How Roofer Sandra McGlothlin Stays on Top

The co-founder of Empire Roofing shares how her company’s overcome adversity.

by Jason Forrest

Sept. 30, 2011, presented Sandra Sedillo-McGlothlin with a run-toward-the-roar moment she will never forget.

The co-founder of Empire Roofing had been an integral part in building the Fort Worth-based company into one of the biggest and most profitable of its kind in the country. Since its foundation in 1982, when Sedillo-McGlothlin and her husband, Ronnie McGlothlin, founded the company from their kitchen table (the McGlothlins divorced 10 years ago but still run the company together), Empire Roofing grew to a $160 million company today with 700 employees spread across five states from $150,000.

All that resolve she’d helped build over three decades was tested on that dark day in September when Sedillo-McGlothlin was delivered the worst news of her career. A van carrying 11 Empire Roofing employees from a job site in Memphis slammed into an abandoned sweeper truck. Three died on-site, and a fourth died in the hospital a month later. Everyone in the van was injured.

Suddenly they were planning funerals and comforting bereaved loved ones, a reality they couldn’t have imagined even a day earlier.

“It took years and years for me to not cry about it every single time I thought about it,” Sedillo-McGlothlin says.

Knowing that the entire company was looking toward Empire’s leadership to see how they’d handle the situation, they opted to run toward it as opposed to running away from it. Empire Roofing went so far as to insist that two of the families sue the company to recoup their losses when their insurance companies denied their claims.

By running toward the roar of that moment, Sedillo-McGlothlin and her leadership team were able to rally the company and come out the other side stronger than they’d ever been. They took care of the families and their employees and turned that disaster into a moment of growth.

“They are our family,” Sedillo-McGlothlin says. “They are such a big part of us. Without them, we wouldn’t have our company. They had given a lot to us, and we just owed it to them to give back.”

Sometimes the safest place to be is the one that feels the scariest. Lions — with their intimidating teeth and deafening roars — are designed to provoke fear. But the real danger lies with the smaller, quieter lionesses. In the animal kingdom, the lion’s job is to roar and send prey scattering away from the startling noise — right into the path of the waiting lionesses, the true hunters. If gazelles knew to run toward the frightening sound, they would have a better chance of survival. The roar doesn’t represent the real danger.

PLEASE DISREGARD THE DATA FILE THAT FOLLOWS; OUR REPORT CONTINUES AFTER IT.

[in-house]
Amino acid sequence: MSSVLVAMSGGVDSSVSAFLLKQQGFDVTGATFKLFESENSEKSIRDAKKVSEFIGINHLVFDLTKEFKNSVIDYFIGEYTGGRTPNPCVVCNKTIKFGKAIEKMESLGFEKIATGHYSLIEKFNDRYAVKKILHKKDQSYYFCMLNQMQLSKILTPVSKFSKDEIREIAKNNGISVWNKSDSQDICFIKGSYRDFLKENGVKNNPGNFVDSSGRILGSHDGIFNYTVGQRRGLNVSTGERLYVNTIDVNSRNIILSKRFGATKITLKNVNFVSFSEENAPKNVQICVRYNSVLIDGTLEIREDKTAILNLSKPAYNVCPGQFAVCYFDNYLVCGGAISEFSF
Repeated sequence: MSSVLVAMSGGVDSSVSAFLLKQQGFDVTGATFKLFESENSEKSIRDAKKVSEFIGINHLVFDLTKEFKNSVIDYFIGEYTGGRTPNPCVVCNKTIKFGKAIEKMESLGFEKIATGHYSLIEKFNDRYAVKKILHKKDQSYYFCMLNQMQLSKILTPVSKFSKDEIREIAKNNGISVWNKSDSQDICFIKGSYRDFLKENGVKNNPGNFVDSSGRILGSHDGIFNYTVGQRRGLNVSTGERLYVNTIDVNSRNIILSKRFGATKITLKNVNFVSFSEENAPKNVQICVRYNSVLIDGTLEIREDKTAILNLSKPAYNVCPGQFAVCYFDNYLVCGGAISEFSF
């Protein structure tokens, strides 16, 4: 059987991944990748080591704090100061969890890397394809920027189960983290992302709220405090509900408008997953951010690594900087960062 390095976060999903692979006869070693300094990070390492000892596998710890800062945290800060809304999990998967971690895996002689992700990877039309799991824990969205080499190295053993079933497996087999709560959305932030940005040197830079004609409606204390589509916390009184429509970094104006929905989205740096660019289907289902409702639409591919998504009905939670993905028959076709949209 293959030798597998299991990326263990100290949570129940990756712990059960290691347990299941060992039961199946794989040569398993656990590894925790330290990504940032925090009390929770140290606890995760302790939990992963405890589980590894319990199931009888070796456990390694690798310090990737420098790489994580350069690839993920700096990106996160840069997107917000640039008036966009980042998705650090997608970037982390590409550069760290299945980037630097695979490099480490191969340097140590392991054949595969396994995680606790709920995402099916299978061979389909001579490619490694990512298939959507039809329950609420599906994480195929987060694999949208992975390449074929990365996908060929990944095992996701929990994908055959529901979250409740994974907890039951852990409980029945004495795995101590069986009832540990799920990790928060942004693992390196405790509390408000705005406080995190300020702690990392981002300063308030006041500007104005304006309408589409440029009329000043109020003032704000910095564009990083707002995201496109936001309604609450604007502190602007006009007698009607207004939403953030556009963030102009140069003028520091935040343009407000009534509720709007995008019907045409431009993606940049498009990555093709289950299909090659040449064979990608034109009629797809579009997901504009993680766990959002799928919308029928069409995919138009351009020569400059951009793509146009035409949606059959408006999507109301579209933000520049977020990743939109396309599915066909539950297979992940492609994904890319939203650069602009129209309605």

Likewise, humans sometimes have an instinctive desire to shy away from pursuits that look and sound scary. But often, running toward those challenges and conflicts is the best (or only) way to grow and meet our goals. In business, those who run from the deafening noise never reach their full potential, while those who turn and face the fear thrive.

That moment in 2011 wasn’t Sedillo-McGlothlin’s only run-toward-the-roar moment. Like any entrepreneur, she’s encountered them at nearly every step of her company’s meteoric growth.

For the first 15 years of the company’s lifespan, Sedillo-McGlothlin and her husband lived on about $1,000 per week for their entire household income when they could’ve drawn much more into their paycheck. Living on thinner margins allowed them to inject that money back into their company so they could continue growing it from the bottom up, even if it had its struggles at the time. It also allowed them to navigate the tough, uncertain early years when they’d sometimes go six months at a time without getting paid for a job.

That allowed them to go from eight employees often making decisions crowded around a single table to the 700 they have now scattered across the country. Such is the speed of the growth that Empire Roofing also plans to open up locations in two additional states by the end of this year.

Another moment was her divorce after 25 years in the business together.

“That was hard for our children and for our whole business, wondering, what’s going to happen? What’s going to happen to me?” Sedillo-McGlothlin said. “Is the business going to stay? Are both of them going to stay here and work and take care of it like they’ve always taken care of it?”

They took the process slowly, made sure their employees and clients were comfortable and then made the decision public. Today, the two are still part of a three-team executive group that also includes director of sales Matthew Kelley, and she says their leadership group is as strong as ever.

“It worked out just fine,” Sedillo-McGlothlin said. “And we’ve been working together for another 10 years.”

As Empire Roofing continues to grow, there will no doubt be more run-toward-the-roar moments in its future. Judging by her past, that’s just fine with Sedillo-McGlothlin.


Jason Forrest is CEO of Forrest Performance Group, a global leader and designer of sales, management and corporate training programs. The company has made the Inc. 5000 list of fastest-growing U.S. companies two years in a row. Forrest grew up under the influence of his father, a business owner and professional salesman, and mother, a persuasive speaking professor. He writes this column for each issue of Fort Worth INC.